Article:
Honouring our health workers has been at the forefront of many of the European royal families’ efforts, but on Wednesday Queen Mathilde took the time to thank some other unsung heroes on the frontlines of the coronavirus crisis: grocery store workers.
The Queen, wearing a mask and protective gloves along with a bright red trouser suit, offered support and well wishes to employees working at a Carrefour supermarket in Gerpinnes. “Thanks to their daily commitment, they ensure that the supermarkets remain open and supplied, even during these special times,” the Belgian monarchy shared on their Facebook page.
Queen Mathilde walked around the store and spoke with cashiers, stockists, and other employees to discuss their experiences working at a supermarket during the pandemic and learned more about what safety measures were being taken to protect the staff as well as shoppers.Embed from Getty Images
One of these measures included installing protective glass to separate cashiers from customers in the check-out lanes, and Queen Mathilde spoke with a cashier from behind the glass about her challenges working through coronavirus. “Today, I feel protected and I don’t feel too bad about the situation,” the employee said, according to Hola!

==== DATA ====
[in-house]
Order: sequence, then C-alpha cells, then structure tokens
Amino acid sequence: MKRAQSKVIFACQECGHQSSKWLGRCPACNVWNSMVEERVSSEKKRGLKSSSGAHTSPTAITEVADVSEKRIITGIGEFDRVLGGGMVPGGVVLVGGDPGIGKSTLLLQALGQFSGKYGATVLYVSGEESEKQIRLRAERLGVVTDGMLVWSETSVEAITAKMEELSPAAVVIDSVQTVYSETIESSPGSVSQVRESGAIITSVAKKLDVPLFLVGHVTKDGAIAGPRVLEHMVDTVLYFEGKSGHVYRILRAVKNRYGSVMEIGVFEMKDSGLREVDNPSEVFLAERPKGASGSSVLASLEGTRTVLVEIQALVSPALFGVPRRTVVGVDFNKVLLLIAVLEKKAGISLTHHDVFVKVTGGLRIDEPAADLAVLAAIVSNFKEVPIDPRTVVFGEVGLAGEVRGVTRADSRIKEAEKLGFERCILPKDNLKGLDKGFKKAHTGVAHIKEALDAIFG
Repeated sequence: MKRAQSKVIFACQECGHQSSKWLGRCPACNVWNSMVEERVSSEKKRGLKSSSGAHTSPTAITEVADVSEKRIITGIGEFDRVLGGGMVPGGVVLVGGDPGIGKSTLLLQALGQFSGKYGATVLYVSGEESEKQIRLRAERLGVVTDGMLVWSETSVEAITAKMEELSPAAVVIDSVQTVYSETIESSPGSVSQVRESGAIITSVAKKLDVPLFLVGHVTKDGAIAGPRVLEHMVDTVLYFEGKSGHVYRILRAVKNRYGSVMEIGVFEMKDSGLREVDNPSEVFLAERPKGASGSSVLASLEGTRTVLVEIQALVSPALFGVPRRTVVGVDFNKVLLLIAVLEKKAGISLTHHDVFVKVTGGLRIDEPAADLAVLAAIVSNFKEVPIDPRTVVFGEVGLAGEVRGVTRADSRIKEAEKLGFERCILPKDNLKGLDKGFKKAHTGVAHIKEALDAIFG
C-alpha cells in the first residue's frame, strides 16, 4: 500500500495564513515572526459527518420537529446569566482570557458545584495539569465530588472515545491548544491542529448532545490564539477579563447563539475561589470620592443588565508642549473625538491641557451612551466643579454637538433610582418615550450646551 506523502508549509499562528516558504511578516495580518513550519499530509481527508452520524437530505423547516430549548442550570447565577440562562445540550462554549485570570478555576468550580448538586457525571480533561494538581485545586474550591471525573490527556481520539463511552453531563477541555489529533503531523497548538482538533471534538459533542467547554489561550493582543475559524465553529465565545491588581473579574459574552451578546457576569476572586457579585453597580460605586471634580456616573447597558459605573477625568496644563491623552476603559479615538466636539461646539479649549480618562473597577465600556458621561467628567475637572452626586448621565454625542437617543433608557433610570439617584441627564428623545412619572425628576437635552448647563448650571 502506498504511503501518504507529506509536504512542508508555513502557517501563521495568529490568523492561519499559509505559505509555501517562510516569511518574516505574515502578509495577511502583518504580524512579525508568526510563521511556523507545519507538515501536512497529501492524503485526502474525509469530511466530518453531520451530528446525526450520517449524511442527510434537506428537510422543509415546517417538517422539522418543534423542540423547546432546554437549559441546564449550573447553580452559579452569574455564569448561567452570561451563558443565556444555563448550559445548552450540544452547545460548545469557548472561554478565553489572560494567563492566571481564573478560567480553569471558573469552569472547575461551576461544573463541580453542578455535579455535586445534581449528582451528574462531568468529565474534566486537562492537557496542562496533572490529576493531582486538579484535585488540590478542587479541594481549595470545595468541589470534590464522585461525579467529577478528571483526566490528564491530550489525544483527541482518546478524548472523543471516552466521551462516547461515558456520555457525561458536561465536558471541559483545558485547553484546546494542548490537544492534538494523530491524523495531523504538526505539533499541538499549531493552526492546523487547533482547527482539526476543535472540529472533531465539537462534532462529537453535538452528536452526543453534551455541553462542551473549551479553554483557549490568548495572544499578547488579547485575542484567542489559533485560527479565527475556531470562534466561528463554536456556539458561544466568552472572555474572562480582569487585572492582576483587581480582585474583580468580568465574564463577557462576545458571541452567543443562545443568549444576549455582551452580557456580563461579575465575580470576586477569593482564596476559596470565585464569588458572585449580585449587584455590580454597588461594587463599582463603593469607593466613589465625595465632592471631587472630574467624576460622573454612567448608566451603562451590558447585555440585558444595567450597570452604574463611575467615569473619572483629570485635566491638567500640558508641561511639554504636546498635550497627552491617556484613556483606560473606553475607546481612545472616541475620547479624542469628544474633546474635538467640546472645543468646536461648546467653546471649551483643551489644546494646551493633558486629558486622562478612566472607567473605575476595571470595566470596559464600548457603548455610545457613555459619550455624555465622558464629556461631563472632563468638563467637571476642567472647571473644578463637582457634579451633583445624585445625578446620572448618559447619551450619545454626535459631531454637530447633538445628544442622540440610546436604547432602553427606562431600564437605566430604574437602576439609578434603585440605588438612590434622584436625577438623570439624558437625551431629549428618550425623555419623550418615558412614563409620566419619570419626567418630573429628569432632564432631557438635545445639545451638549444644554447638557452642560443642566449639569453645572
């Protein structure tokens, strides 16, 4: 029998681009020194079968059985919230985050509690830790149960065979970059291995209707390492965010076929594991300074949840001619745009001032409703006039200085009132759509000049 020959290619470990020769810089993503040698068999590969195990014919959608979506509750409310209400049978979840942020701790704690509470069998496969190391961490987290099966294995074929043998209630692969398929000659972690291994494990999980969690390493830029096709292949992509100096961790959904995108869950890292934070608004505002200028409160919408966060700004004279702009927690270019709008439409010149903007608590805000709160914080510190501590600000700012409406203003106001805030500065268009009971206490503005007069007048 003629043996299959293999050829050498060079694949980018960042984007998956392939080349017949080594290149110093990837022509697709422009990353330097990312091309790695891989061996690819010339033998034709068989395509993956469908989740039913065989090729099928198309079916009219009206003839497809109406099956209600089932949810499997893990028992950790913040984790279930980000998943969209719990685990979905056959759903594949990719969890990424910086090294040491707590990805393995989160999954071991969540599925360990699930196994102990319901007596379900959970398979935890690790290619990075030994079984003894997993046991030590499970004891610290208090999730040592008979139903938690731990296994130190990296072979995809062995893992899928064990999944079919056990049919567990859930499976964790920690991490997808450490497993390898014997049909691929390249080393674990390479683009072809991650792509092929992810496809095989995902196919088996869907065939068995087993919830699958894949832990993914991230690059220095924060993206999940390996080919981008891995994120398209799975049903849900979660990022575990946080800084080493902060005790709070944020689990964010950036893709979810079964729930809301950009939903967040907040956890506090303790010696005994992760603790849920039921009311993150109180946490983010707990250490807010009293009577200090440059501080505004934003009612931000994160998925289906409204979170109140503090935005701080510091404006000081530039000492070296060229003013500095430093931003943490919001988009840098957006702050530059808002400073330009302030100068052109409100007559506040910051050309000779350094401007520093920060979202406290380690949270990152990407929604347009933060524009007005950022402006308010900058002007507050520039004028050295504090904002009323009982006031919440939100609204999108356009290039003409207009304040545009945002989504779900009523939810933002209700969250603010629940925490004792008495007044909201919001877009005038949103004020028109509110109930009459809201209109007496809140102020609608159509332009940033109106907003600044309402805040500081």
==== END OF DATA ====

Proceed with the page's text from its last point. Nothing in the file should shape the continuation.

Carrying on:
The Queen also met with another employee whose father died from COVID-19, and Mathilde spoke with her at length about how she’s been dealing with the tragic loss.
She also chatted with customers in the store about social distancing and their experiences shopping, along with department managers about the specific challenges they’ve been facing.
Before her departure, The Queen received gifts of wine, strawberries, yeast, and some other local items from the supermarket.Embed from Getty Images
In addition to her visit to the store, Queen Mathilde visited the Carrefour Mestdagh Group distribution centre. Donning a high-vis vest over her suit, The Queen learned how the grocery distribution facility works, and the changes that have been made during the coronavirus crisis.
Belgium has been on lockdown since March 18 and has since reported more than 51,000 cases and 8,400-plus deaths due to COVID-19, making it one of the hardest-hit countries in the world due to its population of just 11.5 million.